Current evidence suggests that novel coronavirus may remain viable for hours to days on surfaces made from a variety of materials. Cleaning of visibly dirty surfaces followed by disinfection is a best practice measure for prevention of COVID-19 and other viral respiratory illnesses in households and community settings.
No, antibiotics do not work against viruses. The 2019-nCOV is a virus and, therefore, antibiotics should not be used as a means of prevention or treatment.
Currently there is no evidence of food or food packaging being associated with transmission of COVID-19. Like other viruses, it is possible that the virus that causes COVID-19 can survive on surfaces or objects. The four key steps to food safety are always recommended – clean, separate, cook, and chill.
During an outbreak in your community, protect yourself and others by: Staying home from work, school, and all activities when you are sick with COVID-19 symptoms, which may include fever, cough, and difficulty breathing. Keeping away from others who are sick. Limiting close contact with others as much as possible (about 6 feet).
Coronaviruses are members of the coronavirus family of viruses — one of the many families that include viruses able to infect people and animals. Seven members of the coronavirus family can make people ill, one of which is the new coronavirus strain SARS-CoV-2, which causes COVID-19.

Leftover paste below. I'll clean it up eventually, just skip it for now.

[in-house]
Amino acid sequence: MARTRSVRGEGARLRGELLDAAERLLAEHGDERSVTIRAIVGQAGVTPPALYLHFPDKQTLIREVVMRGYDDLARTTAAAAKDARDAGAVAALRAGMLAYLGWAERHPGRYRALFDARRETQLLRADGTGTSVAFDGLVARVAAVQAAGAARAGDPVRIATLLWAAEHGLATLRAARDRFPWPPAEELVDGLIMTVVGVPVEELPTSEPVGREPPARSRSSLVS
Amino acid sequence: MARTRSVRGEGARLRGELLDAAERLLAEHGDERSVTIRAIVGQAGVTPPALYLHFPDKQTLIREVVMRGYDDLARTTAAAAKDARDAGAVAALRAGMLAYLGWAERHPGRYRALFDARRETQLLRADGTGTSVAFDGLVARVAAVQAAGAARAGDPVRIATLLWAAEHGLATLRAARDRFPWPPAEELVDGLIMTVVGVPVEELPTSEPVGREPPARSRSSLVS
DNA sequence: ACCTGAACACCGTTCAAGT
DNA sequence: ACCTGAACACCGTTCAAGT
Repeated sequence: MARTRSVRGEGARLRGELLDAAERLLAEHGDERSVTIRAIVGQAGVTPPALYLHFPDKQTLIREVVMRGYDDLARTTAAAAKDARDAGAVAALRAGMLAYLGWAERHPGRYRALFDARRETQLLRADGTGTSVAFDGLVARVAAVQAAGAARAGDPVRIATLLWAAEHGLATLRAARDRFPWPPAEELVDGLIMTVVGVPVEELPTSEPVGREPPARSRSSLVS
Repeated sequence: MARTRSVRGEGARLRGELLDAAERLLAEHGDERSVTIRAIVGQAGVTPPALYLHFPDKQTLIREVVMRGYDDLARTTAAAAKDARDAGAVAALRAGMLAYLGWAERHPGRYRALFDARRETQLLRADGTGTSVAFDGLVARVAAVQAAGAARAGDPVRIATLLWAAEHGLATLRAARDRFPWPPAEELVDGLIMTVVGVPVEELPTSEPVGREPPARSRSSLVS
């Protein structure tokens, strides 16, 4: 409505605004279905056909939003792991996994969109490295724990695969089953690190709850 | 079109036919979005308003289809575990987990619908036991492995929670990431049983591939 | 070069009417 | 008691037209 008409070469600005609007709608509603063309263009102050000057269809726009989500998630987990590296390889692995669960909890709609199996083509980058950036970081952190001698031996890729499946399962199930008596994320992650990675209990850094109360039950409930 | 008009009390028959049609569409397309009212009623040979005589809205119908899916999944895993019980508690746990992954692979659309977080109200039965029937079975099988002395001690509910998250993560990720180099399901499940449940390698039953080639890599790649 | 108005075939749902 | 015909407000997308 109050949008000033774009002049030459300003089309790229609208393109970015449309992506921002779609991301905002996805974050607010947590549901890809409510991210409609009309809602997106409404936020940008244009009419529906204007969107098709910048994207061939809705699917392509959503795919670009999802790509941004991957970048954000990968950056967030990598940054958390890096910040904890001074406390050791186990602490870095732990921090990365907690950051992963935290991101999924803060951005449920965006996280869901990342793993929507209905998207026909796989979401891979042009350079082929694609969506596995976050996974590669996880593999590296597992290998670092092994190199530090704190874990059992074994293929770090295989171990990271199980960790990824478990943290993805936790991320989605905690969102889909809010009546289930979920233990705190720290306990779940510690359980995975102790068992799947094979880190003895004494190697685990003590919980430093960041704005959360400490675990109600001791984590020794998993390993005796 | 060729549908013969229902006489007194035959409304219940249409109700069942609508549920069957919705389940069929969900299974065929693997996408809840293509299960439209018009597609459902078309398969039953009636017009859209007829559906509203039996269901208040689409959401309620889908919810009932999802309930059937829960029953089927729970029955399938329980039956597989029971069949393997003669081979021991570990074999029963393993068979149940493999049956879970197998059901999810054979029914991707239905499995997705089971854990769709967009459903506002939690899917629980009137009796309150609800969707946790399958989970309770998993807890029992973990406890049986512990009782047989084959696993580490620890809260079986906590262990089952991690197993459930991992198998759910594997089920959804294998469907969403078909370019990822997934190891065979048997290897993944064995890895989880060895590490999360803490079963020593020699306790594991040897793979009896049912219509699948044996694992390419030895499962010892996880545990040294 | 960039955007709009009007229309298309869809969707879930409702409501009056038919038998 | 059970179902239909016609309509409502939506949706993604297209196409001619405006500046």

No. The virus that causes COVID-19 and the one that caused the outbreak of Severe Acute Respiratory Syndrome (SARS) in 2003 are related to each other genetically, but the diseases they cause are quite different. SARS was more deadly but much less infectious than COVID-19. There have been no outbreaks of SARS anywhere in the world since 2003.
The symptoms of COVID-19 are similar in children and adults. However, children with confirmed COVID-19 have generally presented with mild symptoms. Reported symptoms in children include cold-like symptoms, such as fever, runny nose, and cough. Vomiting and diarrhea have also been reported.
COVID-19 is the name of the disease caused by the new coronavirus that is called SARS-CoV-2, or sometimes just "novel coronavirus".